Qatar was the “most active” nation in the Middle East accounting for 41% of overall activity in the debt capital markets, a report has shown.
Acquisitions by companies based in Qatar accounted for 31% of the Middle Eastern outbound mergers and acquisition (M&A) activity, Thomson Reuters/Freeman Consulting said.
But outbound M&A activity in the region fell 22% from first half 2015 to reach $9.2bn, the lowest first half total since 2014, it said.Middle Eastern debt issuance reached $32.9bn during the first six months of this year, it said.
The report showed that Middle Eastern investment banking fees reached $416.8mn during H1, 2016, an 8% increase compared to fees recorded during the first six months of 2015 and the strongest period for investment banking fees in the region since 2014.
Nadim Najjar, managing director (MENA) at Thomson Reuters, said, “The value of announced M&A transactions with any Middle Eastern involvement reached $18.7bn during the first half of 2016, a decline of 29% compared to the first half of 2015 and the slowest first six months for deal making in the region since 2014.”
“Middle Eastern equity and equity-related issuance totalled $1.1bn during the first half of 2016, an 80% decline from the first half of 2015 and the slowest opening six-month period for equity capital markets issuance since 2004. Bolstered by a record-breaking second quarter, Middle Eastern debt issuance reached $32.9bn during the first half of 2016, a 45% increase compared to the value raised during the first half of 2015 and the strongest first half for DCM issuance since records began in 1980,” he added.
Equity capital markets underwriting declined 77% compared to last year, while debt capital markets fees totalled $63.7mn, up 48% from 2015.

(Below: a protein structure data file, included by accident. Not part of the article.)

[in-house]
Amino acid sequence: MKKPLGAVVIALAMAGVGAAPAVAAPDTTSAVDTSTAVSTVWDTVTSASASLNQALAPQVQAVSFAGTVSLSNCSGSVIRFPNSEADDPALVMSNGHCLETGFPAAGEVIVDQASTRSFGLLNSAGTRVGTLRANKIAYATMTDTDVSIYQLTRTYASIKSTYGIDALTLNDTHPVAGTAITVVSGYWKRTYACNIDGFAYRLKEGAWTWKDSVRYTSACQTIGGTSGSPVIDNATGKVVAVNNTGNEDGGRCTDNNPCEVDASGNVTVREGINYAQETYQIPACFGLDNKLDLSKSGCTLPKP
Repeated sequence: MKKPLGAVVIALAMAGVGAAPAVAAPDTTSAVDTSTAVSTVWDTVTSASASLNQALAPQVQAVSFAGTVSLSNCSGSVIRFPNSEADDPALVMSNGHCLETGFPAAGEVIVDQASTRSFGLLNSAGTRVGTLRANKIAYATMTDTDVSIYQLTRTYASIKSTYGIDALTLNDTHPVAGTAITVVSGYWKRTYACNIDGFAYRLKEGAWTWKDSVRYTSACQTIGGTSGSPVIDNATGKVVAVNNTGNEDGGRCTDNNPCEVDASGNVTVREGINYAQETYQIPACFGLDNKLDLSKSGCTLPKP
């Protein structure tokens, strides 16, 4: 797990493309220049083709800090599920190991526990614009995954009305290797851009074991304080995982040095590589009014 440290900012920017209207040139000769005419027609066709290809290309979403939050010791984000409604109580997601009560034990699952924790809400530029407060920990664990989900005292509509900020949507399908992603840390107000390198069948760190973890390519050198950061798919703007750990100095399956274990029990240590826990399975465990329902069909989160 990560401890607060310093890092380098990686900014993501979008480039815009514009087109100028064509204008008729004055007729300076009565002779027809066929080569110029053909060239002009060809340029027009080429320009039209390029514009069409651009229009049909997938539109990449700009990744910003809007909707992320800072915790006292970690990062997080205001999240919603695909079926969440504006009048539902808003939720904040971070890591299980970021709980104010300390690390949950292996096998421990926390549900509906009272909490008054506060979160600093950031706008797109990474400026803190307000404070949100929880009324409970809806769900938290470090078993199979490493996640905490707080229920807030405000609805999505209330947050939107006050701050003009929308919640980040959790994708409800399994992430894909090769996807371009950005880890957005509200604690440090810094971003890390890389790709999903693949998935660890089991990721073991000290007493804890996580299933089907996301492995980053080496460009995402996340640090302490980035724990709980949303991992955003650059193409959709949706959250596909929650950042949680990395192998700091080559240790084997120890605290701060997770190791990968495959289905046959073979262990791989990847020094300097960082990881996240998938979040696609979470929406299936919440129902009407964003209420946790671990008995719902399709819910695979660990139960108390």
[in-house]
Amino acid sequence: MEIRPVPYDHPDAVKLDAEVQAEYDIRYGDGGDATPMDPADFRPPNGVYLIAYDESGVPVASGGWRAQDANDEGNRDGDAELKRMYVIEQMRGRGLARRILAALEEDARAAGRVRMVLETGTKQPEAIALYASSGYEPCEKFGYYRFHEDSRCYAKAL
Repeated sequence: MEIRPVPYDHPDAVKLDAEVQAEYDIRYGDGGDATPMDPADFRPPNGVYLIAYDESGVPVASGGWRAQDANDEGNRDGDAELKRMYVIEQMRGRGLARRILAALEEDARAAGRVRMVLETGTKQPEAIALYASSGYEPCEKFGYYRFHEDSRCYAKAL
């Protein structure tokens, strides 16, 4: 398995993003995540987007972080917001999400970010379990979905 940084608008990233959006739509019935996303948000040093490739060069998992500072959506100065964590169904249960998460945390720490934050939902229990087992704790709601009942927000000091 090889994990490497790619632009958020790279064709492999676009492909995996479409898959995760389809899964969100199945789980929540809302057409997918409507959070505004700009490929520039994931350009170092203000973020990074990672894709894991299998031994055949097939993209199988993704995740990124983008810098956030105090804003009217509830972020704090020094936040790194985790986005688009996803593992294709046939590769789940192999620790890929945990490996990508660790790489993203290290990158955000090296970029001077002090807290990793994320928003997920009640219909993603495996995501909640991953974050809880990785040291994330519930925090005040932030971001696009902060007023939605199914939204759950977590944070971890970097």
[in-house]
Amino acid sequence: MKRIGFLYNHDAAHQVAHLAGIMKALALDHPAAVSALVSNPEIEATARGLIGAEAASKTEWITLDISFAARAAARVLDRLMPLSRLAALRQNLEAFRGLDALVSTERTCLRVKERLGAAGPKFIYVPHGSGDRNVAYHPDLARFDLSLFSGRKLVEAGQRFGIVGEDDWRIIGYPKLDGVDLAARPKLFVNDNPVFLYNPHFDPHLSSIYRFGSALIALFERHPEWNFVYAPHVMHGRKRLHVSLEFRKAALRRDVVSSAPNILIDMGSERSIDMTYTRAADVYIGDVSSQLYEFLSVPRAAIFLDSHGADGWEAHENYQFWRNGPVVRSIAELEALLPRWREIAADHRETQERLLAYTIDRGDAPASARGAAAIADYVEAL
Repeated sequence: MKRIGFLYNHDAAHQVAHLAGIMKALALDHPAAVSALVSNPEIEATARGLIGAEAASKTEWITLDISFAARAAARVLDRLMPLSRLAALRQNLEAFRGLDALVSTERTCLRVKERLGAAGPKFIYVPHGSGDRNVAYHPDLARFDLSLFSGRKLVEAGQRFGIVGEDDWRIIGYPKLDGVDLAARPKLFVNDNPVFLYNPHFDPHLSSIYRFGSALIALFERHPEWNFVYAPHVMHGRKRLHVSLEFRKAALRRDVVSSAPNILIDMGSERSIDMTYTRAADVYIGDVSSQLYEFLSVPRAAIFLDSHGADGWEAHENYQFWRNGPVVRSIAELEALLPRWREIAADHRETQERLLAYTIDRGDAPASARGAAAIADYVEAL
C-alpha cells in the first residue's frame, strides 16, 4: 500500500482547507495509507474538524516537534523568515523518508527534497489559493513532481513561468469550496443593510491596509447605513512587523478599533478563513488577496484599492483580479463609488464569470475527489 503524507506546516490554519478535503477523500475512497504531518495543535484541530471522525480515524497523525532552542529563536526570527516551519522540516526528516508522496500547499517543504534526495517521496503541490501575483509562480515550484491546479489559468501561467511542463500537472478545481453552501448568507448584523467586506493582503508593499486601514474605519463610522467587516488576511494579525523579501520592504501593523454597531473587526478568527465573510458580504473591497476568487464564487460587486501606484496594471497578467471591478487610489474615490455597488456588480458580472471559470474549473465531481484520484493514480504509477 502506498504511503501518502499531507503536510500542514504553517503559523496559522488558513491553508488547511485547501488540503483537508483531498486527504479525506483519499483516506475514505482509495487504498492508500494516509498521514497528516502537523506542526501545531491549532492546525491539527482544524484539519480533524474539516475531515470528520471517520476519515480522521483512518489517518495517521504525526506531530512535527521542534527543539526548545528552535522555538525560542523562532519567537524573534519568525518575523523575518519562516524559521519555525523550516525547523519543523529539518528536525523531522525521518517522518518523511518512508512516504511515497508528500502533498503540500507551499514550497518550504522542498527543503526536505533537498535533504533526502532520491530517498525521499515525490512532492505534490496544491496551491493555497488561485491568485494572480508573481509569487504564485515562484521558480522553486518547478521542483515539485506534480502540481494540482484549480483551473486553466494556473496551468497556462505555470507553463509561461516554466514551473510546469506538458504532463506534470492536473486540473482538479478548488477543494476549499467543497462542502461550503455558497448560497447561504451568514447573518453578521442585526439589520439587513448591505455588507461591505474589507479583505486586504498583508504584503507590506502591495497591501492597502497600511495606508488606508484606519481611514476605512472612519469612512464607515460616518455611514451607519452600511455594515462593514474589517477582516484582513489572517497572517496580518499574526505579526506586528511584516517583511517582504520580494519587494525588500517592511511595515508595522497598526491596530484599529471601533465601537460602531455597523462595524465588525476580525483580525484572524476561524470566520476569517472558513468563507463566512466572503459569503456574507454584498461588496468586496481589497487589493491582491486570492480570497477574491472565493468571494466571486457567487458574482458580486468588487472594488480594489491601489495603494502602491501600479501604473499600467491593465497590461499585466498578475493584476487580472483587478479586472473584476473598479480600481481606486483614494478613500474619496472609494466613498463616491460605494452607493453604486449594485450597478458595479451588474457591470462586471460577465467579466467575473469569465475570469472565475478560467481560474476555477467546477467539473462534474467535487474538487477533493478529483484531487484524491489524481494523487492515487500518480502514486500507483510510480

As for M&A deals, outbound M&A activity fell 22% from first half 2015 to reach $9.2bn, the lowest first half total since 2014.
Overseas acquisitions from Saudi Arabia accounted for 42% of Middle Eastern outbound M&A activity, while acquisitions by companies based in Qatar and United Arab Emirates accounted for 31% and 11%, respectively.
Domestic and inter-Middle Eastern M&A decreased 22% year-on-year to $6.1bn. Inbound M&A fell 76% to $809.8mn, a seven-year low.
Technology was the most active sector, accounting for 22% of Middle Eastern involvement M&A. The largest deal with Middle Eastern involvement during the half was the $3.5bn investment in United States-based Uber Technologies by Saudi Arabia’s Public Investment Fund.
JP Morgan, which advised Uber Technologies, topped the first half 2016 announced any Middle Eastern involvement M&A league table. Jones Lang LaSalle and CBRE Holding, which advised BlackRock on the $2.5bn sale of its Asia Square Tower to Qatar Investment Authority, ranked second and third respectively.
In respect of Equity Capital Markets, six initial public offerings raised $379.7mn and accounted for 35% of first half 2016 activity in the region.
As for Debt Capital Markets, Qatar was the most active nation in the Middle East accounting for 41% of overall activity, followed by United Arab Emirates and Oman. International Islamic debt issuance increased 10% year-on-year to reach $19.4bn during the first half of 2016, the largest first half for issuance since records began.